Using Pose Estimation on the Jetson Nano With alwaysAI

By Lila Mullany • Jul 07, 2020

Many models, including those for pose estimation, may have much better performance when run on a GPU rather than a CPU. In this tutorial, we’ll cover how to run pose estimation on the Jetson Nano B01 and cover some nuances of running starter apps on this edge device.

To complete the tutorial, you must have:

  1. An alwaysAI account (it’s free!)
  2. alwaysAI set up on your machine (also free)
  3. A text editor such as sublime or an IDE such as PyCharm, both of which offer free versions, or whatever else you prefer to code in
  4. A Jetson Nano B01 (+keyboard, mouse, wifi adapter, &  monitor for setup)

Please see the rest of the alwaysAI tutorials for more background on computer vision, developing models, how to change models, and more. 

Let’s get started!

NOTE: If you already have alwaysAI installed on your machine, make sure you have the latest installed, at least version 0.3.1 or higher.

Make sure you have set up your Jetson Nano first: we’ve already developed a tutorial to help you do just that. Work your way through the tutorial at the previous link at least through the ‘Docker’ section. If you need help setting up your development machine, click here for step-by-step tutorials on Mac and Windows installation.

If you have trouble testing your device connection with ‘ping’ you can also try to ssh. If you are on a Mac, ssh in with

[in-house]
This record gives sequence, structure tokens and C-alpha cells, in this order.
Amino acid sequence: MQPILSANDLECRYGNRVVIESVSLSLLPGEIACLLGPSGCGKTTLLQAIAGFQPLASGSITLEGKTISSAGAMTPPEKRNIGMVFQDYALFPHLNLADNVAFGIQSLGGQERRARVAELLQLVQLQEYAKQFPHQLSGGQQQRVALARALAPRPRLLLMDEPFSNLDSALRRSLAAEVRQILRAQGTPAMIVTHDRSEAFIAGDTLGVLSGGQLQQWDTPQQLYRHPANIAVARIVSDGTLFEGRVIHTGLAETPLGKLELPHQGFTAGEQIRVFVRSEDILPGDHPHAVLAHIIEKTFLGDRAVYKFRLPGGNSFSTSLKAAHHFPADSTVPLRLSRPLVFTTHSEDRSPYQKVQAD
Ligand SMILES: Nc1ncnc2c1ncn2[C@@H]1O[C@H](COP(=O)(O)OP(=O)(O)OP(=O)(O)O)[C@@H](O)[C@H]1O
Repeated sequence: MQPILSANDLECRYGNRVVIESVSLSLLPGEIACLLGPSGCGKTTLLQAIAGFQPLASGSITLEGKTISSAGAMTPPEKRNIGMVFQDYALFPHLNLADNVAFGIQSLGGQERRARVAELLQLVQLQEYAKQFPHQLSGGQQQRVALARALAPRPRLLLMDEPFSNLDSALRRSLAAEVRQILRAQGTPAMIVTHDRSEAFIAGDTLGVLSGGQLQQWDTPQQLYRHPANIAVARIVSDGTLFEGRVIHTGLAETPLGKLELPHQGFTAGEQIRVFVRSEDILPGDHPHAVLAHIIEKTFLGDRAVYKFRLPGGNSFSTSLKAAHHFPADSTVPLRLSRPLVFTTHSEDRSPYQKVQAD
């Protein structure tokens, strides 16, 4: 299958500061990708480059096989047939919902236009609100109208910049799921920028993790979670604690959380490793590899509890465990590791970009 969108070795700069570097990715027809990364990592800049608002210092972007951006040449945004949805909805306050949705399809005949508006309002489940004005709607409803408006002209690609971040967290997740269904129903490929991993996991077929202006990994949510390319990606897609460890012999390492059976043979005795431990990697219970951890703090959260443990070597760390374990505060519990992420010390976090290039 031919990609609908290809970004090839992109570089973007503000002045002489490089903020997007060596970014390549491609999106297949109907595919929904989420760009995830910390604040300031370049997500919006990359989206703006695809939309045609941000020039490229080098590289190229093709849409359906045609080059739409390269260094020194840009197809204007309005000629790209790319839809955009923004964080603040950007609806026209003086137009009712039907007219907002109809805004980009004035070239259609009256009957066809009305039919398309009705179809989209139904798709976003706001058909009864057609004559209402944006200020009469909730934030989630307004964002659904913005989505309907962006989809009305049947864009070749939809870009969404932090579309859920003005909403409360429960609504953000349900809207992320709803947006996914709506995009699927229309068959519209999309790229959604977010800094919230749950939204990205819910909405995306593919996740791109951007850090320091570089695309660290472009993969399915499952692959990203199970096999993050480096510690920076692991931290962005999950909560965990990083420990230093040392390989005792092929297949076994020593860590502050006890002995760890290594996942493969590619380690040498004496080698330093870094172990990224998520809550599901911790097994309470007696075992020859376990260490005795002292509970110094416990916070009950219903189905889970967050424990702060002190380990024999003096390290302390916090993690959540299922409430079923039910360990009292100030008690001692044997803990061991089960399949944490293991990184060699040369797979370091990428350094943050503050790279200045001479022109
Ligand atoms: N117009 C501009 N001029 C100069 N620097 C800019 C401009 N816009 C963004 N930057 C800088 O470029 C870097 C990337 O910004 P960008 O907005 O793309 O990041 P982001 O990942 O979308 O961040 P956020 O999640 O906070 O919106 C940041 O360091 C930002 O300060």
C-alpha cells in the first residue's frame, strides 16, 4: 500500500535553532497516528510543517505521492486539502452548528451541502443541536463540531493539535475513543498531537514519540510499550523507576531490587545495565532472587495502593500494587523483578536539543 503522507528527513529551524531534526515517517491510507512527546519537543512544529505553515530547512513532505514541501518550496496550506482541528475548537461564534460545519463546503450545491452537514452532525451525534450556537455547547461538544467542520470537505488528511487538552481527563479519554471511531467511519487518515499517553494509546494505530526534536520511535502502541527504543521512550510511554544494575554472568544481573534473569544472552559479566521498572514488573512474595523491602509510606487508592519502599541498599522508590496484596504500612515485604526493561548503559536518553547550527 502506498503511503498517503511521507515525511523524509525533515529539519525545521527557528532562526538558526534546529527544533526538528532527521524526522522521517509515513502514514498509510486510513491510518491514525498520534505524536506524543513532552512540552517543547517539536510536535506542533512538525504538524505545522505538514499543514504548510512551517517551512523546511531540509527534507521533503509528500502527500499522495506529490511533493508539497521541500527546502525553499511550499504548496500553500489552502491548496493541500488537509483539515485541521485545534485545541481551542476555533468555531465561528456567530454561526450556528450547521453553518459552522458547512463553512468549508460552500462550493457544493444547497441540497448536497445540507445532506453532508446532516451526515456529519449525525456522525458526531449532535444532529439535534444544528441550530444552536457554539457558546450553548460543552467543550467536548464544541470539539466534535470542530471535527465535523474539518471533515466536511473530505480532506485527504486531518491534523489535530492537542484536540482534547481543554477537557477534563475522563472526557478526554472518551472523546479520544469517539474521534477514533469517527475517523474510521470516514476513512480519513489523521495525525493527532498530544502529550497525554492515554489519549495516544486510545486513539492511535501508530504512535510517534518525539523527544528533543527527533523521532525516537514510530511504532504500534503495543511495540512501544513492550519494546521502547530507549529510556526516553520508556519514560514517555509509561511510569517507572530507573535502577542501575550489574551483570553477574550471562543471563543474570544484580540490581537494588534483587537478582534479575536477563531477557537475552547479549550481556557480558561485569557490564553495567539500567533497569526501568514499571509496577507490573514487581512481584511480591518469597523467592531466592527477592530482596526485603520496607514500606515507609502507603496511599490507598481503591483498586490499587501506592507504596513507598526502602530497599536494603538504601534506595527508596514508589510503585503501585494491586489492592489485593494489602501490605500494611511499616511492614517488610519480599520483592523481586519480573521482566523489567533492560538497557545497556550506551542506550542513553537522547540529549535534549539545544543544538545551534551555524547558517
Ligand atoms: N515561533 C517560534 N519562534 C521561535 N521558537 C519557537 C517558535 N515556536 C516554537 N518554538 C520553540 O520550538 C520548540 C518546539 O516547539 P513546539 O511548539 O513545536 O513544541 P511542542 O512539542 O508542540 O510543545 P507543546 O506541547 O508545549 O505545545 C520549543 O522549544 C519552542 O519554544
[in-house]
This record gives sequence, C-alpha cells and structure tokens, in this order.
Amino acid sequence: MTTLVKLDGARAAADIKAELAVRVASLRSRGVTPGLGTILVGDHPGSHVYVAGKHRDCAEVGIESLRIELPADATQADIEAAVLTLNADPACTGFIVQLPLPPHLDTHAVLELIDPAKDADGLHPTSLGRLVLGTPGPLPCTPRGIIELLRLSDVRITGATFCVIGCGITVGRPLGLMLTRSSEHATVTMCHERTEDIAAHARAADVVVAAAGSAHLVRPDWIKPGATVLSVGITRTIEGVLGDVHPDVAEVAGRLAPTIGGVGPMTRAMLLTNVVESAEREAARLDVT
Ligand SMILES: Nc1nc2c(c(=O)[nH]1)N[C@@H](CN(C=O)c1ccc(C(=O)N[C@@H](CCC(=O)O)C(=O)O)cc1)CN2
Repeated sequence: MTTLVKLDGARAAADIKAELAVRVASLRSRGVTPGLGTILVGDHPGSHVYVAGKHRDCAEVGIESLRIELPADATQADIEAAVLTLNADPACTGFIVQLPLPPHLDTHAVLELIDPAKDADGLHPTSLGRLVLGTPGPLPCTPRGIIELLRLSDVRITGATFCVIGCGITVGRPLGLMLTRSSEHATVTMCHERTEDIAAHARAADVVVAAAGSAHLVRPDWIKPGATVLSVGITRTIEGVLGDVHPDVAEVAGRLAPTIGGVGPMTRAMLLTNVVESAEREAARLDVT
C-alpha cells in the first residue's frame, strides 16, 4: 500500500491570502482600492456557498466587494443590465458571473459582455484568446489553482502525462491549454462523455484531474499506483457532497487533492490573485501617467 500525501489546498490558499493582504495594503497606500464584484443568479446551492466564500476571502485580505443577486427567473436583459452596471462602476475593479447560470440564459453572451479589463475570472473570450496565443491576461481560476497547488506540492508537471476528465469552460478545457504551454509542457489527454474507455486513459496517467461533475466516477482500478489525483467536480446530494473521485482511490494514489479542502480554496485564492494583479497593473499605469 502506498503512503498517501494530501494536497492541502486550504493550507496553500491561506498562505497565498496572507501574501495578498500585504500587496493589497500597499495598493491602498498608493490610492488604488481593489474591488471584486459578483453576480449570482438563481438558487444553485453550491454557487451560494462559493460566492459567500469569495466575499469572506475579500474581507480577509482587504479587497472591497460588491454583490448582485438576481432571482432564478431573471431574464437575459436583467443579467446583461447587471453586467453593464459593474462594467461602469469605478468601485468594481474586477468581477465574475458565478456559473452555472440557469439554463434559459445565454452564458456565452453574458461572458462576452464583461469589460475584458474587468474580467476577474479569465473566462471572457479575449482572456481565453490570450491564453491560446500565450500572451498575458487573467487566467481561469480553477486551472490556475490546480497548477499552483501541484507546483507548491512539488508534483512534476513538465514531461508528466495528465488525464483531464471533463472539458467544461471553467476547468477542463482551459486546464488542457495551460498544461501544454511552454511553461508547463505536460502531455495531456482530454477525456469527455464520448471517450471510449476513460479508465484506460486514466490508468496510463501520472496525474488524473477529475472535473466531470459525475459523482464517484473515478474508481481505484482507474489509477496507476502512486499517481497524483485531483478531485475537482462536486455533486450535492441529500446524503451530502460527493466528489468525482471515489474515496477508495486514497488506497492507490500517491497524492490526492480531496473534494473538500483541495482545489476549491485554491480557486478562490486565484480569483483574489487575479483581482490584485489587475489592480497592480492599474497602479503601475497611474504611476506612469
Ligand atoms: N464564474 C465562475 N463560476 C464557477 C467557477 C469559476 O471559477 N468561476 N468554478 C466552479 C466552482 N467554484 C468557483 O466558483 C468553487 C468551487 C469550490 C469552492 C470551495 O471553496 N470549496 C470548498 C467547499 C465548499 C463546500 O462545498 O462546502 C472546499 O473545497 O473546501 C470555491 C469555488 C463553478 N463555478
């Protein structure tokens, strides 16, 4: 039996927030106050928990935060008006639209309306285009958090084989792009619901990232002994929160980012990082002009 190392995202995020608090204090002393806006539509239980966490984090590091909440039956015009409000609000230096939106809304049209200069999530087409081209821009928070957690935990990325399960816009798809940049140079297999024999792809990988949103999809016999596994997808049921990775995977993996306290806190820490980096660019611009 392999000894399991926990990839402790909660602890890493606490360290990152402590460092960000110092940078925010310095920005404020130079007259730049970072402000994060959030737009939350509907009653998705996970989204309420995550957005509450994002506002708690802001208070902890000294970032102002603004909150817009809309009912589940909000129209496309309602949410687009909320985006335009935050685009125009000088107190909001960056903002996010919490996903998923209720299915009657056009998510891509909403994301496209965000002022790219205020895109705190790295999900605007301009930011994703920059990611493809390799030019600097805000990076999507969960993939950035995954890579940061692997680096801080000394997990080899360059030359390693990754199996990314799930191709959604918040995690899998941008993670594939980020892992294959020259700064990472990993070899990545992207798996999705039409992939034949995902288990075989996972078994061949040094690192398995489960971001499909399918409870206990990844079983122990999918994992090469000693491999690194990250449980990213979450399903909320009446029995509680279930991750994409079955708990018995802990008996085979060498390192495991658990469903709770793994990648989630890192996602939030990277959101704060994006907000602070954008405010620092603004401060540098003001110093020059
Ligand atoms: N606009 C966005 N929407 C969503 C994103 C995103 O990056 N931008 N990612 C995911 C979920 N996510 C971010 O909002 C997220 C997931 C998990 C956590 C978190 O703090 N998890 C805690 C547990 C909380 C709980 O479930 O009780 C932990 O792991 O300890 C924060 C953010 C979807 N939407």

ssh username@device_name.local

 And if developing on Windows or Linux, use

ssh username@device

NOTE: your username can be found under ‘Settings->User Accounts’ and the device_name can be found under the main menu (upper right hand corner)-> ‘About this computer’-> ‘Device name’. You can edit username and device name here as well, if you would like. Finally, if you have trouble with the ssh timing out, just keep trying ‘aai app configure’, it should work within a few tries. If you get a ‘device not found’ type of error, try restarting the nano, especially if you just enabled wifi or booted up for the first time.

Once ssh is successful, you can type ‘exit’ into the command line to get out of the ssh. 

Finally, as the Jetson Nano set up tutorial mentions, the Dockerfile should contain the ‘Nano’ base image. You must use the most current version of edge IQ for the nano to perform pose estimation; currently, this is nano-0.14.1. 

Make sure the first line of the Dockerfile is

FROM alwaysai/edgeiq:jetson-0.17.1

NOTE: you can find updates on the edge IQ releases at this link.

Once your Jetson Nano is all set up and you’ve downloaded the starter applications, we can edit an existing starter app to run pose estimation on it. Either copy the contents of ‘realtime_pose_estimator’ into a new folder, or modify the existing starter app if you prefer.

The other main difference in this tutorial will be the engine, accelerator, and model we use. For using the Jetson Nano, use the NVIDIA accelerator and the TENSOR_RT backend engine. For more details on swapping out the engine and accelerator in general, visit this page. To update the engine and accelerator, replace the following lines in

pose_estimator.load(engine=..., accelerator=...)


pose_estimator.load(engine=edgeiq.Engine.TENSOR_RT, accelerator=edgeiq.Accelerator.NVIDIA)

Now we need to update the model. In the original example app code we used ‘human-pose’, but when using the Jetson Nano, we need to use ‘human_pose_nano’. To update the model, use the CLI, typing the following into the command line:

aai app models add alwaysai/human_pose_nano
aai app models remove alwaysai/human-pose

Now, just start your app (check out our docs if you need a refresher on how to do this for your current set up), and open your web browser to ‘localhost:5000’ to see the pose estimation in action!

Screenshot Jetson Nano output

You can see our blog page for example applications using pose estimation including a YMCA application and a posture corrector

By Lila Mullany • Jul 07, 2020

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